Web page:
Phyllida Barlow, demo, 2016, mixed media, dimensions variable. Photo: Annik Wetter.

Phyllida Barlow, demo, 2016, mixed media, dimensions variable. Photo: Annik Wetter.

Phyllida Barlow

Phyllida Barlow, demo, 2016, mixed media, dimensions variable. Photo: Annik Wetter.

Phyllida Barlow’s 2014 Tate Britain Commission dock inevitably evoked the history of the Port of London. With its motley sacks and tangles of cranes, the piece recalled the waterfront as it appeared before the arrival of the shipping container redefined global trade in terms of anonymous, neatly stackable metric boxes that could just as easily contain weapons as toys. A carnival of open sculptural forms, dock was a raucous response to the stern Neoclassicism of the Duveen Galleries, and was well received by press and public alike.

Barlow’s successor installation, demo, 2016, had a slightly more melancholy effect. Wandering into it felt akin to entering a forest after a flood—the floor was scoured clear, but at the high-water mark the branches held aloft what looked like nonsensical, oversize pieces of furniture—stranded rafts, twists of fabric, a grand piano or two. The resemblance between the two exhibitions was not coincidental, because demo included repurposed elements from dock. But the relocation brought a change in mood—a step back, an increase in reflective distance. All the material suspended above our heads seemed too heavy; the rotund forms in Barlow’s drowned world made the timber legs on which they were perched look precarious and spindly; the most reassuring thing about this frozen machine was that the catastrophe seemed already to have happened. However one read the work, these heaped-up things implied a history, a history beyond individual control, one experienced as a natural force beyond human scale, akin to a flood or a tide.

Barlow’s sculptural language, as has often been noted, evokes such figures as Eva Hesse, Louise Bourgeois, Robert Morris’s Untitled (Threadwaste) or Giovanni Anselmo’s Torsion (both 1968). Her early work was defined by a rejection of the movement that had gathered around the students of Anthony Caro, with their predilection for welding and clean abstraction. Evolving against the ideological backdrop of Thatcherism, her work in the 1980s was already both massive in scale and anti-monumental in intent, as it is now. She made large, short-lived sculptures out of industrial leftovers and presented them in public spaces or abandoned industrial sites; for the most part, they disappeared with only the occasional photograph as a record. Indeed, until about a decade ago, Barlow was better known as an influential teacher than for her own work. Her near outsider status, the ambivalent privilege of being an artist’s artist, was revoked in 2010, when she was signed by Hauser & Wirth in the wake of a show at London’s Serpentine Galleries. She is representing Britain at this year’s Venice Biennale. It’s not that Barlow’s work has changed. Rather, the market has caught up to her. The very fact that her works were previously too big, too transient, and too unwieldy to attract collectors has now become part of her appeal, and the resistance to commodification that defined her work has, paradoxically, drawn institutions to her.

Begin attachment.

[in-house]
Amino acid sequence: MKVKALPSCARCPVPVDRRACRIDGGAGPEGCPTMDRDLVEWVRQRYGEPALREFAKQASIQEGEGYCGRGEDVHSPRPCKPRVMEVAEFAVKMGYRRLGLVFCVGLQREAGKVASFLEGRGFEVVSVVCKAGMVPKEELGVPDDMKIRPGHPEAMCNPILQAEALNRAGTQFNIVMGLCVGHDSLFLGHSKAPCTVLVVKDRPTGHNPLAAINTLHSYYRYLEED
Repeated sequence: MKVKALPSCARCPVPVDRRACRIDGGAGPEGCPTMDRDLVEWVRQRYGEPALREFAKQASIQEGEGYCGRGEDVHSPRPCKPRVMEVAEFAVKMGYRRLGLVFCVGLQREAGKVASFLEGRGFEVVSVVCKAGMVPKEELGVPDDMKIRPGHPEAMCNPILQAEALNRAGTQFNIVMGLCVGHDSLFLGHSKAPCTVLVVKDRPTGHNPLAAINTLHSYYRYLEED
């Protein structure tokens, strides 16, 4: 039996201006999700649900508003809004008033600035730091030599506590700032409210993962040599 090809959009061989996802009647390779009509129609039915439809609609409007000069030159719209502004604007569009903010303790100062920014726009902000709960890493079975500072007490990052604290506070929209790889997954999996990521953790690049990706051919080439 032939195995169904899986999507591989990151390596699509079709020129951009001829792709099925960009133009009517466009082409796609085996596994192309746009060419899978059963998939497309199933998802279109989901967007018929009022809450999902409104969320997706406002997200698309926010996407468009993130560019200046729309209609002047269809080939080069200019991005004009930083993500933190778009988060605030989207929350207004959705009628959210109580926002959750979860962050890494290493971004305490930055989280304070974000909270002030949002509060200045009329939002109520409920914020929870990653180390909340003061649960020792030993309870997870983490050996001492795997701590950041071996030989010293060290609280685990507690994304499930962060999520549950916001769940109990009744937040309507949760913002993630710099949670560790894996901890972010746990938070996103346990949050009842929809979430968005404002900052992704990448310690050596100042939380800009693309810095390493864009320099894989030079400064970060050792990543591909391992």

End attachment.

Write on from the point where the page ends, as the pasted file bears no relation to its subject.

So much for the backstory. Upstairs at the kunsthalle, in a room that was too warm, Barlow had installed a kind of stage that visitors could stand on in order to look through holes drilled into the cinder-block walls. It was possible to glimpse, on the other side, a sculpture improvised, in part, from building materials scavenged from the restoration of the kunsthalle currently in progress. Unlike the works downstairs, these were made of real industrial waste, and the assemblages blended indistinguishably into the genuine building works around the perimeter walls. Some workers, irritated either by the art or by the incidental surveillance imposed on them, occasionally added bits of their own profane trash to the sculptures. Cool air blew in through the holes.

––Adam Jasper